Daily supplements of CLA (conjugated linoleic acid) may reduce body weight and body fat levels in obese Chinese consumers, say results from a clinical trial.
Twelve weeks of supplementation produced an average 0.7 kg decrease in body weight and an average decrease in total body fat of 0.6 kg, according to findings published in Nutrition.
“To our knowledge, this is the first randomized, double-blinded, placebo-controlled clinical trial to evaluate the effect of CLA on body fat composition in a Chinese population,” wrote the researchers, led by Chih-Kun Huang, MD, from the I-Shou University.
“The consumption of milk supplemented with CLA (3.4 g/d for 12 wk) significantly decreased the body weight, BMI, body fat mass, fat percentage, subcutaneous fat mass, and waist-to-hip ratio in overweight and grade I obese subjects.”
CLA key to weight management sector success?
CLA is a fatty acid naturally present in ruminant meat and dairy products. Due to changes in the Western diet, average intake of CLA has fallen; if the fat is removed from a dairy product to make a low fat version that will be acceptable to consumers, CLA is removed along with it.
The ingredient was recently highlighted by market analyst Euromonitor as a nutrient with a “key” role to play in the global weight management market.
The analyst put the global weight management market (or at least 32 countries surveyed) at $144bn in 2010 and predicted it would grow to $162bn by 2015, with 95% of that accounted for by reduced calorie foods and drinks, or as it calls it, the “passive approach” of taking ingredients like sugar and fat out of foods.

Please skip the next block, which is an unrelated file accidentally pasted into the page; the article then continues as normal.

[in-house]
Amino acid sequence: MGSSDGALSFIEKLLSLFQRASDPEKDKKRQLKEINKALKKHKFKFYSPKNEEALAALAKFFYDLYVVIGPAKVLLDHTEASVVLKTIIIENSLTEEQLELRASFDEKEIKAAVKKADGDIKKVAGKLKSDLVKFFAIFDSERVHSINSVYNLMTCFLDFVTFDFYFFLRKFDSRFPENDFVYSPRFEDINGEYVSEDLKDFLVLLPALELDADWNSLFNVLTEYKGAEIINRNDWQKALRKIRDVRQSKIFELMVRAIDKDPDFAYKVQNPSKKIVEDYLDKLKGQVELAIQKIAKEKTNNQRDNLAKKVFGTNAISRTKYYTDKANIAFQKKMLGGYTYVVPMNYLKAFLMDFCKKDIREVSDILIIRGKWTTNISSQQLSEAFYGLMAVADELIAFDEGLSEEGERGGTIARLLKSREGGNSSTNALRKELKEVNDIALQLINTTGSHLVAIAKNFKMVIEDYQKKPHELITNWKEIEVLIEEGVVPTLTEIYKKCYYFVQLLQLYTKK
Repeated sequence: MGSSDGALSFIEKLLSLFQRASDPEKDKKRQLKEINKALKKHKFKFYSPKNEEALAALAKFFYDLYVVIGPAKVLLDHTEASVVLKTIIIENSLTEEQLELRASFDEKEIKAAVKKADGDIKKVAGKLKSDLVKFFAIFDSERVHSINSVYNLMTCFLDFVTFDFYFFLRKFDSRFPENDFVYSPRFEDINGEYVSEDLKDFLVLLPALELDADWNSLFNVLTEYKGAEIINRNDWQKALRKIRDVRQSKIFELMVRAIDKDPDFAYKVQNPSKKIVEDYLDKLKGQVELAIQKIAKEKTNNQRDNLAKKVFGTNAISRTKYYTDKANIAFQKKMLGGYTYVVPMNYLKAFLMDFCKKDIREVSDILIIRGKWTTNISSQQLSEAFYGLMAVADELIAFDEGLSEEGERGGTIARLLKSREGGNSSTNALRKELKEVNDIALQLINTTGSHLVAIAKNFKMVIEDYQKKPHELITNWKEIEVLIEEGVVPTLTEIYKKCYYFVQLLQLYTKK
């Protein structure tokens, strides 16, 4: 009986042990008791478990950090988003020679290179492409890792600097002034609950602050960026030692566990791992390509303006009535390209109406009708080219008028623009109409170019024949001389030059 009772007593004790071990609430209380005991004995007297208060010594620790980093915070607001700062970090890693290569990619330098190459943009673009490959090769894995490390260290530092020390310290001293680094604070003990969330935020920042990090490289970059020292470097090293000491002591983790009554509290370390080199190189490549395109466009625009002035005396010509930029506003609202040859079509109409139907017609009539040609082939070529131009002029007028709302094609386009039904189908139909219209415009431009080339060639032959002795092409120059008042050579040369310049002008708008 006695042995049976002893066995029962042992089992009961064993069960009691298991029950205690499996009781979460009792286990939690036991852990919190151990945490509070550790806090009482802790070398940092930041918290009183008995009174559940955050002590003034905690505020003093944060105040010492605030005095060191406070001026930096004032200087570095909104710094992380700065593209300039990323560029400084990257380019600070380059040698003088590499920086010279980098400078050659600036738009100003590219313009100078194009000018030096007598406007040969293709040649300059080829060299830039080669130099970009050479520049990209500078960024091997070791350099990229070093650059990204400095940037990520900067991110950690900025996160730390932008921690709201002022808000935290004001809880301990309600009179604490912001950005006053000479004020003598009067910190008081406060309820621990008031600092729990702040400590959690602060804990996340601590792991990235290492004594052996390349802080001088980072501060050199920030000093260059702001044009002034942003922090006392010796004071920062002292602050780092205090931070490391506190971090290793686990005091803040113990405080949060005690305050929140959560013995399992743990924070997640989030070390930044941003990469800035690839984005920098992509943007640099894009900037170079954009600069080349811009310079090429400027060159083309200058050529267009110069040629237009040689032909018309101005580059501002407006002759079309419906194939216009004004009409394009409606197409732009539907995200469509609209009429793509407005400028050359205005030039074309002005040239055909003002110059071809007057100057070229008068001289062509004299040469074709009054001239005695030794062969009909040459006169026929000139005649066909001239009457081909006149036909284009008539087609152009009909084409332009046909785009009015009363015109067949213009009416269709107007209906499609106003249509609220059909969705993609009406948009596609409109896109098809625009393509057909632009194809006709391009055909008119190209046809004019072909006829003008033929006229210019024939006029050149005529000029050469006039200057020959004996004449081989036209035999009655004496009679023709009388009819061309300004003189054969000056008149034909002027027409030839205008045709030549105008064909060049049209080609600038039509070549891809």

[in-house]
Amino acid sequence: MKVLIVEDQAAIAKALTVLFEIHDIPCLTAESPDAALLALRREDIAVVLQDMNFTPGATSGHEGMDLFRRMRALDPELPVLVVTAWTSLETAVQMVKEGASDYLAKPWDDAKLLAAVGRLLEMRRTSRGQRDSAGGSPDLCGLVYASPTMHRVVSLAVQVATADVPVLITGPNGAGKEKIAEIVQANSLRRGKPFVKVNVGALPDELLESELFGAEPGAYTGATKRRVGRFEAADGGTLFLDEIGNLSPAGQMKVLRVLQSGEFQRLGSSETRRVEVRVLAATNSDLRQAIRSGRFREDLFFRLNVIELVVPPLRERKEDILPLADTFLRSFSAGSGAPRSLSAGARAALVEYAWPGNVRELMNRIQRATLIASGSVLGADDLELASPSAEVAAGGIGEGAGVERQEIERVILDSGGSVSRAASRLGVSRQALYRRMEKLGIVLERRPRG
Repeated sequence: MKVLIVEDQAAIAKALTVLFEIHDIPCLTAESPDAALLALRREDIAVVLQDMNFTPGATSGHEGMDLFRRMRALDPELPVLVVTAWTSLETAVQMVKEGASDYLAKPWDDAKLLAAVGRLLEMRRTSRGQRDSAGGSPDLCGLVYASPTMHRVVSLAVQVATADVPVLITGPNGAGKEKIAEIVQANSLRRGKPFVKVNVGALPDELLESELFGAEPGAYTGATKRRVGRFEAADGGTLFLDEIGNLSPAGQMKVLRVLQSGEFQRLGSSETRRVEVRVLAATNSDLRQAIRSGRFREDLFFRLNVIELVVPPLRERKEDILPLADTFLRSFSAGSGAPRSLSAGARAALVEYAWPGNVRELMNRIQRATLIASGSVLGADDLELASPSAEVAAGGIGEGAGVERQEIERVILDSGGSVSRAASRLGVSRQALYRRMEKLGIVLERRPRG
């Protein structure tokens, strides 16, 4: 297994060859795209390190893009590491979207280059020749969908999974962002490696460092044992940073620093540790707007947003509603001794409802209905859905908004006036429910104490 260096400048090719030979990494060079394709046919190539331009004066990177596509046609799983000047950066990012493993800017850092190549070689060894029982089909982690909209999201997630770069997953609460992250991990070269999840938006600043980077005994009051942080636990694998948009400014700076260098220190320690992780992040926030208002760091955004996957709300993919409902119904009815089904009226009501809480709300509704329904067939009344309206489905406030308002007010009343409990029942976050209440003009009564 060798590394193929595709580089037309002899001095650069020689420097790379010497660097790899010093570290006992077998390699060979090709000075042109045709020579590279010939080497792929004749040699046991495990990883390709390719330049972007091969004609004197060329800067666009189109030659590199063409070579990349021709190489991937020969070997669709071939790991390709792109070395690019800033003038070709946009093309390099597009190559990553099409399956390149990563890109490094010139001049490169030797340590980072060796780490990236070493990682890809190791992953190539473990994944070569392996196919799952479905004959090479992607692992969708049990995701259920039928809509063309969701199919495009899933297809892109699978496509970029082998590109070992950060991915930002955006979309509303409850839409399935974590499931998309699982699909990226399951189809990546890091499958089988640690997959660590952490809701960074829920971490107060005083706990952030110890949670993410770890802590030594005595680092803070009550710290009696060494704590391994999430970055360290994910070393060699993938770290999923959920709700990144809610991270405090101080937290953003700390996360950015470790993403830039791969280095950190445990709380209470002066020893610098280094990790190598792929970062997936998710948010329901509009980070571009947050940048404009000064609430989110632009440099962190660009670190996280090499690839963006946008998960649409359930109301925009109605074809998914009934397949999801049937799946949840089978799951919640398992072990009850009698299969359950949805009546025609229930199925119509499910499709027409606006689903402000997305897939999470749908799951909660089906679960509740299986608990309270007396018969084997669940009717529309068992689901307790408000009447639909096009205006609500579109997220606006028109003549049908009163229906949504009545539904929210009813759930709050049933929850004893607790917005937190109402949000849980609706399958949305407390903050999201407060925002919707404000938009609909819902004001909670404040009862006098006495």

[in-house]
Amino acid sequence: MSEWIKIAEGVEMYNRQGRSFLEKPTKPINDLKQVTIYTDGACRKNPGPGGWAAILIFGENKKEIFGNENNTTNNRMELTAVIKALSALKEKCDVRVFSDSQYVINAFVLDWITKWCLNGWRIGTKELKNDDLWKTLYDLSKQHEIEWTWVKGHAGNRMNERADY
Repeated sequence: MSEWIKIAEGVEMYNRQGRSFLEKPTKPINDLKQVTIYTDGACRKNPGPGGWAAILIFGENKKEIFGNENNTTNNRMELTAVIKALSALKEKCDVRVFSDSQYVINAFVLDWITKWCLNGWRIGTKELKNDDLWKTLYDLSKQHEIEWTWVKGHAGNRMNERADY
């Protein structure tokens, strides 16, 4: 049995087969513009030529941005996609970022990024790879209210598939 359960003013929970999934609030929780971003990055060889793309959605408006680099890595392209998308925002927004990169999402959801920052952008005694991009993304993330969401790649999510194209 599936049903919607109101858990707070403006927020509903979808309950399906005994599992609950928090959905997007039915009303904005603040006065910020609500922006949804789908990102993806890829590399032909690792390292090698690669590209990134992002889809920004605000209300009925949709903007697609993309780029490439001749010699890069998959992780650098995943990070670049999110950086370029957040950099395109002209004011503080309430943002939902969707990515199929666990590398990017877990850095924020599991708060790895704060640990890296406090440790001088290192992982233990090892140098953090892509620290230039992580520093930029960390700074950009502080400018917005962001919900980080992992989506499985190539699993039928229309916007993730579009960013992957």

Euromonitor said the “active approach” of adding nutrients like CLA was worth $6.3bn in 2010, with reduced fat foods valued at about $80bn. Since the sharp peak and fall in popularity of the Atkins diet in the mid-2000s, low-carb foods had dwindled in value to $700m from $2bn five years ago.
The new study used the Tonalin branded ingredient from BASF, and involved 63 obese Chinese subjects randomly assigned to receive daily supplements of CLA (1.7 grams) or placebo (salad oil) in a milk product for 12 weeks.
Results showed that 12 weeks of supplementation produced decreases in all of the measures of body composition measured, compared with values at the start of the study, except for lean body mass – no changes in this were recorded.
Compared to values at the start of the study, the participants in the CLA group displayed average decreases in body weight of 0.7 kg, BMI of 0.31 kg/m2, body fat mass of 0.58 kg, and fat percentage of 0.6%.
Results were even more striking when the researchers focused on people with BMIs greater than 27 kg/m2, they said.
Some changes were reported for cholesterol and triglyceride levels, noted the researchers, but such changes were “slight, within the normal range, and not significantly different from the baseline values”.
“The supplementation of CLA for 12 weeks in overweight and grade I obese Chinese subjects yielded lower obesity indices, with no obvious adverse effects,” concluded the researchers.
Published online ahead of print, doi: 10.1016/j.nut.2011.09.008
“Effect of conjugated linoleic acid supplementation on weight loss and body fat composition in a Chinese population”
Authors: S-C. Chen, Y-H. Lin, H-P. Huang, et al.